where it's going to be a democracy, a more representative democracy,

(31:36):
a more inclusive democracy, a more shared democracy, we need
to understand how we got to this moment as a nation,
in a community, and in that clarity, you need to
create a space for people to come together to feel
like they're being heard. And it's very difficult. Take South
Africa where ninety percent of the population was Black, Malaysian,

(31:59):
other community. I mean, that was a brutal regime. But
what was interesting that the African National Congress leadership, even
before Mandela got out of prison, people like Albi Sachs
and others would say that we came to realize that
we had to understand where the African of people were
coming from historically, like how did they set up a
system of apartheid, what experience did they go through to

(32:22):
justify setting up something like this. What were they afraid of?
This dynamic they created and they came to realize. They
said that they suffered at the cleansing and genocide in
the Boer War under the British and they had no
country to go back to, unlike white South Africans of
a British background literally had a passport in the back pocket.

(32:42):
So the Afrikaans had no country to go to. So
they're going to fight to the very end. And the
point is is that the A and C leadership in
a sense went through his own to discomfort, saying, we
are absolutely clear that this is about liberation and resistance,
that this is a brutal dictatorship that's been dehumanizing. But
what does the future look like? Are we going to
share this place? Are they going to flee? Well, these

(33:05):
people have nowhere to go to, so they're going to stay,
which means we have to figure out together how we're
going to live in this country and share it. And
it may not be Kumbaya, everybody come together, No, it's
literally uncomfortable. It is we have to share this country together,

(33:27):
and so a shared future has to be built on
a shared understanding of how we got here. And that's
about clarity, and that clarity requires discomfort. It requires a
discomfort like you know what I may want. And from
the other side, Mandela, I mean, I'm believed that the

(33:48):
reason why Nelson Mandela and Winnie Mandela got divorced within
a year or two is they lived in two realities
of apartheid South Africa. He was in prison for twenty
seven years and had a lot of time to reflect.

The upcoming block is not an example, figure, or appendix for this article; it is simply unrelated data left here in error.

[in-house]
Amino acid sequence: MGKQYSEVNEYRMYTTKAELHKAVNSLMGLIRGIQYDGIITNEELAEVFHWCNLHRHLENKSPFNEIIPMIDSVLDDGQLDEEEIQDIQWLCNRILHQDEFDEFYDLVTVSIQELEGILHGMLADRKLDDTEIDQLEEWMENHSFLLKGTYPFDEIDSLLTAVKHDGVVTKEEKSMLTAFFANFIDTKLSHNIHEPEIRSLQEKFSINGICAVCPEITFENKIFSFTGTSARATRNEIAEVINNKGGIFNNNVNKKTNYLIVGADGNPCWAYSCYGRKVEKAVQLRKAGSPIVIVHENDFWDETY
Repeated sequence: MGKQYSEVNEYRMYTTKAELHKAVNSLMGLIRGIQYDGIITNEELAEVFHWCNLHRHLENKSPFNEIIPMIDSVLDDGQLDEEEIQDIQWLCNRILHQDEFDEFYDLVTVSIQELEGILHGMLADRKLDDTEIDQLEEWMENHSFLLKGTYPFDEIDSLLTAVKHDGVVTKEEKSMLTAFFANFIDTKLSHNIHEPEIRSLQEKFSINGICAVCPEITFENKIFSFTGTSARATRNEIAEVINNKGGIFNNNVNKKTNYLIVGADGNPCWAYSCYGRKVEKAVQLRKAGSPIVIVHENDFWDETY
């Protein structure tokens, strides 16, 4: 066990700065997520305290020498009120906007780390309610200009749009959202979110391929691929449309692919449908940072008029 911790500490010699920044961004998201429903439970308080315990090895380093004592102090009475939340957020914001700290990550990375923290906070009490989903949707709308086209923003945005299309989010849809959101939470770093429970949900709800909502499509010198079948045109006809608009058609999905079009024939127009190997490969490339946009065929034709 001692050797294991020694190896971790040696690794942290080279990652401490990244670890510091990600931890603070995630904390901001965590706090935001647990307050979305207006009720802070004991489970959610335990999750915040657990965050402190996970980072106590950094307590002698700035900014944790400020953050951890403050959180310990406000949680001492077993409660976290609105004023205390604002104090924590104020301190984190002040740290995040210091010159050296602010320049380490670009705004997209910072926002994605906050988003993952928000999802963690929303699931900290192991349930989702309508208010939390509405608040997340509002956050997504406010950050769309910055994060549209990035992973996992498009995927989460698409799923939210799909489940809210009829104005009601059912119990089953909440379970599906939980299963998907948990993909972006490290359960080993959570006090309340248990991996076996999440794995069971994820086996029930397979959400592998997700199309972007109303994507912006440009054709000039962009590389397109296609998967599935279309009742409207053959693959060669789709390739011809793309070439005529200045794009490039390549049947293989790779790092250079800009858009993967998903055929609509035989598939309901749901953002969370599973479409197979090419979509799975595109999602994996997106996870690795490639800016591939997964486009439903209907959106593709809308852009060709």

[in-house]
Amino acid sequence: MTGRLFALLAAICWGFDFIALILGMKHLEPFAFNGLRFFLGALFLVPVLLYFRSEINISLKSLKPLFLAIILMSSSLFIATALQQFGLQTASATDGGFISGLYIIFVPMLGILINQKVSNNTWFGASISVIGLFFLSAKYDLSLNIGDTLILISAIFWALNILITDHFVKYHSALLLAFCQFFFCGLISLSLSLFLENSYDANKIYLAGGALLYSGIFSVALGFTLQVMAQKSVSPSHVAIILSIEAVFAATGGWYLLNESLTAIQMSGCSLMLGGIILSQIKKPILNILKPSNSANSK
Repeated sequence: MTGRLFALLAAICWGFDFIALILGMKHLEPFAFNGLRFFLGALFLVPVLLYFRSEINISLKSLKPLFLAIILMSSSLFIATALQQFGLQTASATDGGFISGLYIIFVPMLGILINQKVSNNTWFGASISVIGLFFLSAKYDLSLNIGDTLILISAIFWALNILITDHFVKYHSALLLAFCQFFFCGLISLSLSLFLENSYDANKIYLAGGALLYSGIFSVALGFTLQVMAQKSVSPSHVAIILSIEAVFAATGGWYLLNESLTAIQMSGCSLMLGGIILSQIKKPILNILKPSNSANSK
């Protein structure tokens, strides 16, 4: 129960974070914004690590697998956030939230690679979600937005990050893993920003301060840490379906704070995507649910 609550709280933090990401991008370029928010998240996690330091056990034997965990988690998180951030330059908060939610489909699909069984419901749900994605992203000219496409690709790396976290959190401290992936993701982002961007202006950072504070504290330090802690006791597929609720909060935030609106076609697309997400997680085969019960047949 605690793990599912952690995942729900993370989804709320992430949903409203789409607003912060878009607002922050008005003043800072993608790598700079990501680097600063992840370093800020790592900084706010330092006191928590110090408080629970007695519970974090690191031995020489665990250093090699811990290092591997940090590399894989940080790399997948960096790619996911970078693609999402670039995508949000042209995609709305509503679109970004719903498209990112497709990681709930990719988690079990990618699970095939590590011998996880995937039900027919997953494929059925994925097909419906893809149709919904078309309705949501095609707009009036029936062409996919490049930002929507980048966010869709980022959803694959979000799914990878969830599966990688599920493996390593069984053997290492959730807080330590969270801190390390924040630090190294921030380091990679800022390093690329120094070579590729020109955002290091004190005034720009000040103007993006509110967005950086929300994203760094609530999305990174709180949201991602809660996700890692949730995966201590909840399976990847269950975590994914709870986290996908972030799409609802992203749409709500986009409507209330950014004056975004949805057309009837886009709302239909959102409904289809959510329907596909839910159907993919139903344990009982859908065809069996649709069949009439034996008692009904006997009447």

She was in the social reality of apartheid South Africa,
where day in day out she could find no moment,

(34:09):
no chance to really sit back and say, what is
the nature of the struggle about and where do I
want to go with this right? And I've seen this,
by the way, in other settings where leaders in prison
said they had to make sense of their experience to
figure out where we want to go from here. And
so the zone of discomfort in this country is, you know,

(34:31):
we have to have a reckoning, but I also think
we have to have a summoning. We have to summon
people to something else because black, white, Latino, Asian, Native American,
this is our country. It's a country where what connects
us is a common citizenship. But not a common participation
in it. I mean, this is real, legitimate. I don't

(34:54):
have to tell you this suffering and loss and need
for healing and repair humanization of Native Americans and African
Americans and other communities for a long period of time.
And yet we also have other communities who either legitimately
have had real loss over time or have narratives in
their communities of loss. And so I think that's the

(35:18):
point of clarity and the discomfort, and not I mean
just the left and the right. Americans across also have
to sit back and say this is a defining moment,
this is about transformation. Otherwise we're in deep trouble. Sorry
to be so pessimistic, but I do think that that
is what's required at this time. And you know, I
think of myself is progressive and liberal. My whole life

(35:38):
is on social justice. But there are moments in this
country in the last few years where I tell my friends,
you know what, you've got to give people the capacity
to change those who don't change. You start to figure
out who are the people who will never change, And
now you've identified them further, then there are those who
are fearful of change because change is difficult, and then

(36:00):
more than not most people want to change and they
have to go through discomfort. But in recognizing that takes
a discomfort because we want that certainty about what this
process should look like. And that's why you say that
reckoning is so important, But it's also summoning at the
same time. How do we both reckon and summon Because
reckon is dealing with a reality of the past and today,

(36:23):
but summing what to the future. And I think that's
that moment we're renascent nation. You've reflected a few times